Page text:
Shigeyuki Kihara’s work is deeply connected to her homeland, Samoa. While she currently lives in cosmopolitan New Zealand and recently completed a six-month residency at the International Studio and Curatorial Program in New York, Kihara continues to maintain a studio in the Samoan island of Upolu. Her work has been presented at the Asia Pacific Triennial of Contemporary Art, Auckland Triennial, and the Sakahàn Quinquennial. It has also been featured in many private and public collections internationally, including The Metropolitan Museum of Art, New York.
LACMA recently acquired Siva in Motion, a performance video commissioned in 2012 by the Auckland Art Gallery Toi o Tamaki of New Zealand.
In this silent performance, Kihara explores the ancient Samoan dance form taualuga. She wears a restrictive Victorian mourning dress in the guise of her alter-ego, “Salome,” who developed out of a fusion of ideas, which began when Kihara first encountered a photograph titled Samoan Halfcaste (1886). The picture—in the archives at Te Papa Tongarewa Museum of New Zealand—features a Samoan woman in a Victorian mourning dress photographed by New Zealand photographer Thomas Andrew. The woman in the photograph is anonymous, so Kihara identified her as a character inspired Oscar Wilde’s play, Salome, who used dance to manipulate political power. Salome became Kihara’s 19th-century muse in revisiting Samoa’s colonial history through her alter ego’s resurrection in the postcolonial present.
Salome wears an impractical costume, which was introduced to Samoa in the early 19th century by colonial administrators. Her dance movements are informed by the taualuga and describe the Pacific tsunami of September 2009, which took the lives of more than 189 people in American Samoa, Samoa, and northern Tonga. Precise traditional hand gestures revisit the memories of ancestors, political negotiations, and activities of life, weaving past and present.
Kihara uses this complex ballet, fragmented as if in reference to Modernist works such as Nude Descending a Staircase (No. 2) by Marcel Duchamp or sequential photography of Eadweard Muybridge, to convey the wisdom and steadiness of indigenous belief systems while simultaneously echoing the destructive waves of the 2009 tsunami.
Her motions are multi-tracked in post production, creating an effect similar to the work of two 19th-century French photographers, Georges Demeny and Étienne-Jules Marey, who employed a “camera” capable capturing 12 consecutive frames a second, which could be used to record multiple phases of movement in one photograph.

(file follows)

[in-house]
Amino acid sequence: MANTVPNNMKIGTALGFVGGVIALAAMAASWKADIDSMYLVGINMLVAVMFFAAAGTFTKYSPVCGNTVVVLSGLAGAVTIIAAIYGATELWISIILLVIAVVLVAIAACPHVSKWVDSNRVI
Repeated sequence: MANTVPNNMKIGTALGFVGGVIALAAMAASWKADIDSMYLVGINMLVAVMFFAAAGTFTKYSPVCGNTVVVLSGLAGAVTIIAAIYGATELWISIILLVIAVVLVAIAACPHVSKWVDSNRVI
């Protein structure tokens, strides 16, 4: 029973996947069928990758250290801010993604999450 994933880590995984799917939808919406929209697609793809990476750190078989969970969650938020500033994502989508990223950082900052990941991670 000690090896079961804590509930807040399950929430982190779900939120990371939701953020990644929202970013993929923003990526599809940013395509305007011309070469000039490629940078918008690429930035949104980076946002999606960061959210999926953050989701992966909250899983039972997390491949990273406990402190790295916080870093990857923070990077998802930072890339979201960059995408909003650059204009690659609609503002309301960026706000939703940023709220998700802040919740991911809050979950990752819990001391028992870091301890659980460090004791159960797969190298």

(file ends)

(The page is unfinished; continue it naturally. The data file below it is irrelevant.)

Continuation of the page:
Earlier work by Kihara, such as Fa’afafine; in a Manner of a Woman (2005), responded to studio portraits of the late 19th and early 20th centuries, taken by New Zealand photographers of European heritage. The photographs depicted young Samoan women, often in a state of partial undress as the anonymous subjects of a colonial fantasy.
By using her own body as part of the artistic material posing as the subject and serving as director, Kihara captures elements of sepia-toned ethnographic photography, yet looks outward with a penetrating gaze, reversing the roles of voyeur and model. She creates a palpable tension, as if to reclaim the standing of earlier generations.
Kihara has repeatedly assumed her Salome guise in live performance, video works, and still photography, often with the intention as she describes, “of exposing the inequalities, and complexities within the structure of power associated with sexuality, gender, race, and colonialism in the Pacific.” Her black-and-white series of 20 photographs from 2013, Where do we come from? What are we? Where are we going? expresses somewhat more universal themes. Images from this series were photographed at several locations shortly after 2010 Cyclone Evan tore through the island of Upolu in Samoa, and reflect the severe damage of the event. As part of the series, we see Salome in a roofless and abandoned abandoned school structure carpeted with blooming plants.
Three years earlier, the town of Saleapaga had been the center of the devastation of the 2009 tsunami, with substantial loss of life. Residents had reluctantly abandoned their seaside town to rebuilt on safer, higher land, yet distant from their coastal life. Kihara captures the beauty of a space reclaimed by nature and seemingly reflects on the resourcefulness and future of Saleapaga citizens. Standing as a witness to the aftermath of the devastation of the 2009 tsunami, Kihara embodies a subject that runs through her work, the merging of a seamless yet challenging past, present, and future.
Siva in Motion is currently on view in the Art of the Pacific Gallery located on the first floor of the Ahmanson Building.
Nancy Thomas, Senior Deputy Director for Art Administration and Collections